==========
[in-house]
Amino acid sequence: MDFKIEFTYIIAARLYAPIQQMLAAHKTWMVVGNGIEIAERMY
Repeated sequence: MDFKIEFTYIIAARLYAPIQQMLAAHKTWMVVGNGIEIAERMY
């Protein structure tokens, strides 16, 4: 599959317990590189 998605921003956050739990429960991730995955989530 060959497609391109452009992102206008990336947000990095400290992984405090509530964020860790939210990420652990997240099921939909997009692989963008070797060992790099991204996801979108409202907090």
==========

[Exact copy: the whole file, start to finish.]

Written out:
[in-house]
Amino acid sequence: MDFKIEFTYIIAARLYAPIQQMLAAHKTWMVVGNGIEIAERMY
Repeated sequence: MDFKIEFTYIIAARLYAPIQQMLAAHKTWMVVGNGIEIAERMY
């Protein structure tokens, strides 16, 4: 599959317990590189 998605921003956050739990429960991730995955989530 060959497609391109452009992102206008990336947000990095400290992984405090509530964020860790939210990420652990997240099921939909997009692989963008070797060992790099991204996801979108409202907090």